A first step, Little said, is understanding the soil, and what can grow there. She and others will be on-hand at the April 30th sale, to provide tips on identifying soil composition.

Little said there are some common mistakes. Gardeners often feel the itch to plant in spring – as nature greens and blooms. But for many plants here, it's best to wait for summer rains. 

And just because a plant is native doesn't mean it won't require initial attention and care. “Native” can apply to plants that aren't found in one's immediate neighborhood. Little herself lives on the grassland flats, but has cultivated trees – tracy hawthorns, Mexican redbuds, Ponderosa pines – that are found in the region's canyons and mountains. When young, those trees might need extra protection from the summer sun.

Gardeners can take advantage of the shade cast by a house or shed, Little said, or by another plant.

“Everything you do changes your little ecosystem a little bit,” Little said, “and you can work with that and run with it. I couldn't have planted madrone unless I'd first planted wild cherries and provided a little shade.”

There's no shortage of natives that can bring luminous color to a garden or yard –  from a penstemon's red flowers to an Esperanza plant's “yellow bells.” But the vitality of native plants extends far beyond color.

Plants and their pollinators are, of course, bound in relationships of deep interdependence. Plants provide birds and insects with the shelter and food they need. Plants, in turn, need those creatures to reproduce. Native plants provide local wildlife – from migrating hummingbirds to solitary carpenter bees – with resources non-native plants can't. A native-plant garden is a haven for native wildlife.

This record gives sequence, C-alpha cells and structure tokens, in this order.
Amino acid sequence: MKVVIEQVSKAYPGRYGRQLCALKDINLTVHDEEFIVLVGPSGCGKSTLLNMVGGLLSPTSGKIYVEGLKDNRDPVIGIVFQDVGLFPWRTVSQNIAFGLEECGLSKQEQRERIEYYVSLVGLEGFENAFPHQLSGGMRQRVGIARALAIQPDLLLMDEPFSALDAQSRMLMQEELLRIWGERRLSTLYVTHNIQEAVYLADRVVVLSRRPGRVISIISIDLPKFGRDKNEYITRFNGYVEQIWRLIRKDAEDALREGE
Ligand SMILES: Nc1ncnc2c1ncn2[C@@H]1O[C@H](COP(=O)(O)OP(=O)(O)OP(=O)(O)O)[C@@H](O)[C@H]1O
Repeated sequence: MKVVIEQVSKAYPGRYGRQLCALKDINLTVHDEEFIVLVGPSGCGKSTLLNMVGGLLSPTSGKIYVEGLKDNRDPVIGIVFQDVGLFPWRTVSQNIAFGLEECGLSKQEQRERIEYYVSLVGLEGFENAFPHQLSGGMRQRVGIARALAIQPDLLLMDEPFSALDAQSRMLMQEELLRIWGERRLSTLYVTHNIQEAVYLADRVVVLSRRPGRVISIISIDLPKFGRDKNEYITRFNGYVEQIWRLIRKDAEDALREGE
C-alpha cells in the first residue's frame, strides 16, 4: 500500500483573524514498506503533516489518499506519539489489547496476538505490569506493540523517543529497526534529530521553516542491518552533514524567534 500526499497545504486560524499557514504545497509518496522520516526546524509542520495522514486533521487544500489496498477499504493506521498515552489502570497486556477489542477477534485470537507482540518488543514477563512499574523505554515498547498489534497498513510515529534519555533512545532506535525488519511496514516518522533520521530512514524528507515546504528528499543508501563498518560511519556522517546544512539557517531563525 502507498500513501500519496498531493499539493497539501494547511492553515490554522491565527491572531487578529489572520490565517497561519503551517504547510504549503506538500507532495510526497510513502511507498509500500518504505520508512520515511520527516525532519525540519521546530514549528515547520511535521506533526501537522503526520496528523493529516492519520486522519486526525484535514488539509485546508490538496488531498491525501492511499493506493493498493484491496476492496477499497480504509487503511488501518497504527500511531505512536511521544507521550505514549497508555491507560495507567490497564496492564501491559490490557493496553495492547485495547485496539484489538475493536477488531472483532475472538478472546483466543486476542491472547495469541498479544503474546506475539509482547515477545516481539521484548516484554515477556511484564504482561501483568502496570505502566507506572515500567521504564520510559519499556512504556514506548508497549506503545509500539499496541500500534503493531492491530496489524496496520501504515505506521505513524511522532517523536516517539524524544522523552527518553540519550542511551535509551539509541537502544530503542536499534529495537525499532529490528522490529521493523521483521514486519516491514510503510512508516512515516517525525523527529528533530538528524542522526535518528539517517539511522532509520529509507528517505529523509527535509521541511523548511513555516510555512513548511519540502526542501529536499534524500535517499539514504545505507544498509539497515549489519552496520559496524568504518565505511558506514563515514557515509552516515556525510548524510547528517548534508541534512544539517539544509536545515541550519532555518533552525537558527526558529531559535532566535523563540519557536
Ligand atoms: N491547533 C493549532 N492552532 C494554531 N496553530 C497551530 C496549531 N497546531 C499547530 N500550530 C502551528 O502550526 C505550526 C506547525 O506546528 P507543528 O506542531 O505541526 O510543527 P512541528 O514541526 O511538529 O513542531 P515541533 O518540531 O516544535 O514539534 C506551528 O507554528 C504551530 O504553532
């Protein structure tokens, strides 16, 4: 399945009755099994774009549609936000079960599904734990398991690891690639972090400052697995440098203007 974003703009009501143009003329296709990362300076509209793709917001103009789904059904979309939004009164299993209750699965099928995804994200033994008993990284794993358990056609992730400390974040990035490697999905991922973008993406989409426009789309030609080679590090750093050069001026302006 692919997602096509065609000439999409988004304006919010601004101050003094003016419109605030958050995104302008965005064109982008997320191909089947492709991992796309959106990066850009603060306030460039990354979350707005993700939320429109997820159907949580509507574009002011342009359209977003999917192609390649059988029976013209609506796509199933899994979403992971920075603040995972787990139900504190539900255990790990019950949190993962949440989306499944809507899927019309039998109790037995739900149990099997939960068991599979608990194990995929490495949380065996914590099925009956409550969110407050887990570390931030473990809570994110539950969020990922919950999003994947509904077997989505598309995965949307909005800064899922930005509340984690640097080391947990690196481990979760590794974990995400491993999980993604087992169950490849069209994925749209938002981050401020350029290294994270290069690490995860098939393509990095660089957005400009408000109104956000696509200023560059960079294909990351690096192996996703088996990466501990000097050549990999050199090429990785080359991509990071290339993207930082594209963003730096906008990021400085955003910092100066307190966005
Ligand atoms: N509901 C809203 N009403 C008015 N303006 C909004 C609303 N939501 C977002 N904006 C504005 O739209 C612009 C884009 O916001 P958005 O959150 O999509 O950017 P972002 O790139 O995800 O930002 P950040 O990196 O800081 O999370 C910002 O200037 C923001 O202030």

Though – there are some people who are squeamish about this business of the birds and the bees. Little remembered one gardener who was drawn to the blue flowers of the native mealy sage – but balked at planting it when she learned it would draw pollinators.

“I made the mistake of saying it was a sexual way of plants getting together,” Little said, “that they use animals to connect the male parts and female parts. I could tell that was a big mistake, that she wasn't interested in having bees, or in plants having sex in her yard.”

Few Big Bend native plants are available at commercial nurseries. Making those plants available has been a long-term effort – by Little and Manning, by botanist Michael Eason, by the native plant society itself, and others. But as supply has increased, so has demand – interest in native plants is growing here, as it is across the country.

It couldn't be more timely. Through climate change and habitat destruction, human actions have profoundly disrupted natural systems – and starved non-human creatures of vital resources. Cultivating native plants might seem a modest step – but every native-plant garden or yard helps supplement what has been lost. 

And, Little said, it affirms our kinship with the whole, in ways that are satisfying, and invigorating.

“I try to promote not just native-plant landscaping,” Little said, “but I try to promote living in nature. We think we're in charge of everything – we insulate ourselves in our houses and cars – but what we need to be doing is living with our neighbors, with the insects and the birds. It's a healthier way to live.”

The native plant sale is Saturday, April 30th,  from 9 a.m. to 1 p.m., at Eighth Street and Avenue E in Alpine, just behind Forever West Texas Realty. Purchases can be made with cash or check only.

Drew Stuart is the producer for the Marfa Public Radio series Nature Notes.